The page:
Subject: Re: OpenRAW article: "DNG is not the answer"!
There are 2 separate issues here: does DNG recognise the special nature of the DMR's AA, and what should raw converters do about it?
First, yes DNG does recognise it, and either the DMR back itself or the DNG Converter (for other cameras) does something about it. Here are values for DNG's "AntiAliasStrength" parameters for some cameras:
Leica DMR back: 0.00
Nikon D70, D70s, D50: 0.25
Virtually all other cameras: 1.00
The problem with raw converters in this case isn't DNG. Given that the Leica DMR back has a weak or non-existent AA filter, it would still pose precisely the same problem if it used a proprietary raw format. Similarly, those Nikons present the same problems whether a raw converter handles them via NEFs or DNGs. (Raw Magick use NEFs from a D70 to illustrate the superiority of their anti-Moire anti-colour-distortion demosaicing algorithm, and Raw Magick doesn't support DNG).
You make the point "... support for the Modul-R was not deemed cost effective". And that is precisely the issue here, which is why OpenRAW's assertion that open documentation is sufficient to meet their objective is wrong - it isn't sufficient.
That doesn't mean that DNG by itself solves the problem. It removes several of the obstacles faced by raw converters, but leaves one fundamental problem - you still have to write special code if a camera+sensor inherently needs special code! If the sensor has offset pixels, (Some Fuji cameras), DNG can tell you it has, but you still have to write the code. Ditto non-square pixels, (D1X). Etc.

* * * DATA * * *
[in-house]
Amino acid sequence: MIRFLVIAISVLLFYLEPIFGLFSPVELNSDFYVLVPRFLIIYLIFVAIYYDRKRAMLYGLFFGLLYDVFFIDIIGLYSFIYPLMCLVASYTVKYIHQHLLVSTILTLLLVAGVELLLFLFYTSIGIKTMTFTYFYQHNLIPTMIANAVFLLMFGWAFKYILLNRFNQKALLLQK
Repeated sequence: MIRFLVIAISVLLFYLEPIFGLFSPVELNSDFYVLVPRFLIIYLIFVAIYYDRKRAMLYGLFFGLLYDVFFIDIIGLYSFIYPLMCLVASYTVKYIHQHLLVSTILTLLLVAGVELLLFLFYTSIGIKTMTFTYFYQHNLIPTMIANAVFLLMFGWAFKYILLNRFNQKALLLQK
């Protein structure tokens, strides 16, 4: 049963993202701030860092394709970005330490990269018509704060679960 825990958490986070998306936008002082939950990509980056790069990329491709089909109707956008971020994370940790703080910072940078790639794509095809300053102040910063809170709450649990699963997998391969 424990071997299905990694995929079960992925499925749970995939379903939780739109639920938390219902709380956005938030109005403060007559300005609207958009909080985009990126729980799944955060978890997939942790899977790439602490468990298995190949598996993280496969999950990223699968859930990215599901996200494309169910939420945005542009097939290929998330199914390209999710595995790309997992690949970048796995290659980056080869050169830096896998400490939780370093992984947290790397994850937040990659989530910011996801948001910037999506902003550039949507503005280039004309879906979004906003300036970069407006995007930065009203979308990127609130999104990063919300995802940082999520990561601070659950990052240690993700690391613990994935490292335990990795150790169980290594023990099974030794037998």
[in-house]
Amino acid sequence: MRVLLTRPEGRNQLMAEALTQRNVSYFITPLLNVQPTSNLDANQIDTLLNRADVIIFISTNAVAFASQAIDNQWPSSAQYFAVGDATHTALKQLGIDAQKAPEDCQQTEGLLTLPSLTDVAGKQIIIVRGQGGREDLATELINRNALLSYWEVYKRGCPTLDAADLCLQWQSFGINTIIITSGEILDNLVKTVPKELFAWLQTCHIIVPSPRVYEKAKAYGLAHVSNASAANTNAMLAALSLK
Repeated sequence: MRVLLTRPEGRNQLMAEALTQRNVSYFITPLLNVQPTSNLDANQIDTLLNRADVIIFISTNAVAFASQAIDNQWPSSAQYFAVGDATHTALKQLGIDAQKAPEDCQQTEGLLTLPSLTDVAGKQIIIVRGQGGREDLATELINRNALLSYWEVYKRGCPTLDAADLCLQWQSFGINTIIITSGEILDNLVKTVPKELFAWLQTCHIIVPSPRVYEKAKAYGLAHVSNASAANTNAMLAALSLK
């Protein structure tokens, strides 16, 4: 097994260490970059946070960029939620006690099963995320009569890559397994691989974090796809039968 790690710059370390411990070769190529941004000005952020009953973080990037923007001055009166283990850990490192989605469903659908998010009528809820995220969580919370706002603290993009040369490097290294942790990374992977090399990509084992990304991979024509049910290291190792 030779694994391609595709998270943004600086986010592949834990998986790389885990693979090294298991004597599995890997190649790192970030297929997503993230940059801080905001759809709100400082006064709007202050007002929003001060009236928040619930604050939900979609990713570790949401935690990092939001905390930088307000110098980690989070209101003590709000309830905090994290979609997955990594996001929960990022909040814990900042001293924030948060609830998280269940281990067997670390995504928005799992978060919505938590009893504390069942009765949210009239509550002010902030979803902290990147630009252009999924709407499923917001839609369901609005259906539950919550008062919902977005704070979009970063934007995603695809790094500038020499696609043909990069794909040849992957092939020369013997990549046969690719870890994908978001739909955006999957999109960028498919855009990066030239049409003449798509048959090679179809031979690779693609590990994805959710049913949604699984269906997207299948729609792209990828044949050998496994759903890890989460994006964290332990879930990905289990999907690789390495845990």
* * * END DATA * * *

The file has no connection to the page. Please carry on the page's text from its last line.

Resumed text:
There appears to be a partial "get-out", quite deliberatly placed there by Adobe - "Linearised" DNG. Converting a Fuji S2 raw to "Linear DNG" removes the "CFALayout" parameter, presumably because the result is now rectilinear. It doesn't remove the "AntiAliasStrength: 0.00" from the Leica DMR back, perhaps because linearising DNG doesn't get as far as dealing with the AA issues. But - I know of people who would prefer to deal with those in Photoshop when they arise, rather than always have AA. (Leica users tend to be a bit fanatical about sharpness!)
As I said - this isn't about DNG. It is about a product supplier's cost-benefit analysis for the code needed to handle special features of a camera. DNG helps - it eliminates unnecessary differences, and avoids the need for reverse-engineering. And some problems can be side-stepped with linearised DNG. But some innovations still need someone to write some code!
Frankly, (and I am not the first to say this), Bibble appear to spend more time dreaming up reasons not to support DNG than it would take to support it!
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